Impact of DNA Vector Topology on Non-Viral Gene Therapeutic Safety and Efficacy
Chi H. Sum,
Roderick A. Slavcev.
Gene therapy continues to grow as an emerging treatment strategy toward numerous diseases. However, such
prospects are hindered by the use of viral vectors prompting significant safety concerns along with limitations concerning
repeat administrations, size of delivered gene construct, scale-up, high production costs, contamination during production,
and lack of desired tissue selectivity. Non-viral gene delivery demonstrates the potential to address the abovementioned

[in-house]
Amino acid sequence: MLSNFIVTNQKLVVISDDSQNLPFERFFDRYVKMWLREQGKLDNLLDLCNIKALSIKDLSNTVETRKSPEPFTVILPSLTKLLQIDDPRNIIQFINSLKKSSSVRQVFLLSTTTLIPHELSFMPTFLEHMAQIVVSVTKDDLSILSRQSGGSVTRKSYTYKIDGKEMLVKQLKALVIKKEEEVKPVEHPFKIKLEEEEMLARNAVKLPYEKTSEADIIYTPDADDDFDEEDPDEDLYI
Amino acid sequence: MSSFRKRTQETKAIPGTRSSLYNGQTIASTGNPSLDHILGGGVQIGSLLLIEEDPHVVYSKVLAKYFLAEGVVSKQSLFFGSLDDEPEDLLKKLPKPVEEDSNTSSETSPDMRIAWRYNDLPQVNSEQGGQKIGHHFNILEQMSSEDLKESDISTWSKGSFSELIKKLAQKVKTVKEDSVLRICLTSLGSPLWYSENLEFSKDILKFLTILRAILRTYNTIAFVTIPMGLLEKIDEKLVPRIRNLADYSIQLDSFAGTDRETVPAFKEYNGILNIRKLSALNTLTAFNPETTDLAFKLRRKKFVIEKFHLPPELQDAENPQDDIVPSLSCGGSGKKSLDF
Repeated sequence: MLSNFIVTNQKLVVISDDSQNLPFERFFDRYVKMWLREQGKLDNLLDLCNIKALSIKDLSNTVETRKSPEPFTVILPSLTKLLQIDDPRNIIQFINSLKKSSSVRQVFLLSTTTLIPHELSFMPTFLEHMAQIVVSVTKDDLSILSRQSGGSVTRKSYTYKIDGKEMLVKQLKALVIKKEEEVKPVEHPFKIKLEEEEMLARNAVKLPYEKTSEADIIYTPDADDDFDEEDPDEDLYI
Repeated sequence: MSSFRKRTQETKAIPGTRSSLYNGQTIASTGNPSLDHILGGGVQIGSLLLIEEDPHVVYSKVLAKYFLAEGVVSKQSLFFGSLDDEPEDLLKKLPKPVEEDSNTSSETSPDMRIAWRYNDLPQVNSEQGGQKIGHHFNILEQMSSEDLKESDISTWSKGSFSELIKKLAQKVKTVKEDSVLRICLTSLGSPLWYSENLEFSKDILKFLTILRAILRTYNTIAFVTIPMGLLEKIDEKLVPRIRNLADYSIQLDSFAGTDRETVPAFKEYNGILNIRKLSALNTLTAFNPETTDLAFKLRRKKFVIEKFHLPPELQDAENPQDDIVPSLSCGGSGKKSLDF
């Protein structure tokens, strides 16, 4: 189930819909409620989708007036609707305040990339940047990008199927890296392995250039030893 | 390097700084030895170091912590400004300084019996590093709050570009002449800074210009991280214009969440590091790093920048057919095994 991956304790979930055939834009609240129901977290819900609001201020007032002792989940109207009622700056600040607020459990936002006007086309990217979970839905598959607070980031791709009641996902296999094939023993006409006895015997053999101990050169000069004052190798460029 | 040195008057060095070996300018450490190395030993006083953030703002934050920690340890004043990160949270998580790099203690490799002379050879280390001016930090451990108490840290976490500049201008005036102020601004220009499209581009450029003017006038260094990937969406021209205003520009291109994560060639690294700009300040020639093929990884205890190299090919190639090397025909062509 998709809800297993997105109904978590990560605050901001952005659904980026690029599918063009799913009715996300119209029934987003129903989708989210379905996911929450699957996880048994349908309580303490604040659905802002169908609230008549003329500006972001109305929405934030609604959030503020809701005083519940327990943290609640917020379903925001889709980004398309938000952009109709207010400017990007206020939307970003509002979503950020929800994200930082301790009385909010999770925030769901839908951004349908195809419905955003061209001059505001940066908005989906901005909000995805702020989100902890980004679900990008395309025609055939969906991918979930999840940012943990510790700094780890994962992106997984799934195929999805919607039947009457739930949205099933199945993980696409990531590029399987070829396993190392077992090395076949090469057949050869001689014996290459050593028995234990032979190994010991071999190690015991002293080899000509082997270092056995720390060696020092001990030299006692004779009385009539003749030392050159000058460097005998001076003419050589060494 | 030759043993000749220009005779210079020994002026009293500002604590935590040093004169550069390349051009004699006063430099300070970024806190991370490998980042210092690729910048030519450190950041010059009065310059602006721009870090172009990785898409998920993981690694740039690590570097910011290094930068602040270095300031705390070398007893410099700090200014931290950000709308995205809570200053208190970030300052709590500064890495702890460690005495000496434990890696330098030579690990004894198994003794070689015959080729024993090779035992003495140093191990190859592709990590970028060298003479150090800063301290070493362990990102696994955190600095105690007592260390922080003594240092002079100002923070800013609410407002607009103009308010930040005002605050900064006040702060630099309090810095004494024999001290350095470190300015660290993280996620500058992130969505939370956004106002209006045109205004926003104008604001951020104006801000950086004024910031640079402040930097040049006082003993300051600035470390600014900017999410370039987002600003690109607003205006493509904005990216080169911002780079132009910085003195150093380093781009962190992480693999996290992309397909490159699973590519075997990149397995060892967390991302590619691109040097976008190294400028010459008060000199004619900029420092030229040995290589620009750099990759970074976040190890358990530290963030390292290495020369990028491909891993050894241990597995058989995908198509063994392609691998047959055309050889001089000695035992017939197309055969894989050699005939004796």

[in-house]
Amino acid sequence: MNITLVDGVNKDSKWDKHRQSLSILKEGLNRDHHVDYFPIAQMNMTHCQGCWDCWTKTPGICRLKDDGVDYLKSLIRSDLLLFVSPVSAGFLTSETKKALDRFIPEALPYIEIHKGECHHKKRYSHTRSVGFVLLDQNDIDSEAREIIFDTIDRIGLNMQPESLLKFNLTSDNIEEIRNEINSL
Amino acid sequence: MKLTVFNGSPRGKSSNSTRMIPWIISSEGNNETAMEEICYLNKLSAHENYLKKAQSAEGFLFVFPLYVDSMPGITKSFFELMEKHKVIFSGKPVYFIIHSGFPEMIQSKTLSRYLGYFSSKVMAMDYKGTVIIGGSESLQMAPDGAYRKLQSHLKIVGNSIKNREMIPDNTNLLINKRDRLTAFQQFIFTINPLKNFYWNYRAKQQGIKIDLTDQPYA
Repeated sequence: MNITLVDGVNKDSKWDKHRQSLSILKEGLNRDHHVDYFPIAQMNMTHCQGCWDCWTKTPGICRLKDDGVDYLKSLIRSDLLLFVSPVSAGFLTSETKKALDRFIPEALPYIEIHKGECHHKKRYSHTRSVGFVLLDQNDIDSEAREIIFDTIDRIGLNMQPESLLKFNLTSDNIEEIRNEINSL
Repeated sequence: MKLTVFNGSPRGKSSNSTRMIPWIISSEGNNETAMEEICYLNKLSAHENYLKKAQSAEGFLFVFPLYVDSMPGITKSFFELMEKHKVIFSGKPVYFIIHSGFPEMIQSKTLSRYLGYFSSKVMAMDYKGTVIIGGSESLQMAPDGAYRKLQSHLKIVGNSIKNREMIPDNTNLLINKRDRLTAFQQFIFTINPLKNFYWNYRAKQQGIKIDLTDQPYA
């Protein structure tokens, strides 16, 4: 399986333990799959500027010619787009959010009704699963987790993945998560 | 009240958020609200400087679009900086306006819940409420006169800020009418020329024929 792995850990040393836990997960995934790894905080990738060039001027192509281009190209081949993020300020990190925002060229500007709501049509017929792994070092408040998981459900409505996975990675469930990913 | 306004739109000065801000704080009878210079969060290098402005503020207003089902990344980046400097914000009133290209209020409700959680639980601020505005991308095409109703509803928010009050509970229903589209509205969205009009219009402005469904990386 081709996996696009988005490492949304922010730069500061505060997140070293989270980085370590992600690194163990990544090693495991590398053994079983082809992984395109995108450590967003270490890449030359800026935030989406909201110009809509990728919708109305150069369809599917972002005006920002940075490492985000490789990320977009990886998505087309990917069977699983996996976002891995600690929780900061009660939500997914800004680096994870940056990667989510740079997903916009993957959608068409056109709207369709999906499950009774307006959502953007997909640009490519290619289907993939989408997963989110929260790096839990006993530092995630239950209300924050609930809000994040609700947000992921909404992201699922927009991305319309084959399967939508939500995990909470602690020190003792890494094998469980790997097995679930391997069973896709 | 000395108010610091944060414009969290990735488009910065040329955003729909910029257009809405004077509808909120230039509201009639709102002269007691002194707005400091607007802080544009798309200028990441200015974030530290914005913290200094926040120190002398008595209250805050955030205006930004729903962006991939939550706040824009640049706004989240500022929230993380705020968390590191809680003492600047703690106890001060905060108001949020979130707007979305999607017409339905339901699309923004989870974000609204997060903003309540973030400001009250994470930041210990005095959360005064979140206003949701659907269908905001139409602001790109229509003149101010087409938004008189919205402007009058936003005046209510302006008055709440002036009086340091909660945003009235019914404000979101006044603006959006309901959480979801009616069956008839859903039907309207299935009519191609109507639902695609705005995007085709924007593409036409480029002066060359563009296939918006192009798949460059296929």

limitations, but itself generally suffers from low efficacy. Continuing efforts have been made to develop innovative delivery
systems, synthetic gene carriers, and DNA vectors in a concerted attempt to enhance gene delivery suitable for clinical
applications. In this review, we focus on the advances in the design of novel DNA vectors catered to enhance transfection
and transgene expression and their influences on the efficacy and safety of existing and emerging delivery systems and
synthetic vectors for non viral gene delivery.
Keywords: Cationic lipids, gene therapy, linear covalently closed (LCC) DNA minivector, lipoplex, non-viral gene delivery,
recombinant plasmid DNA vectors, synthetic vectors.
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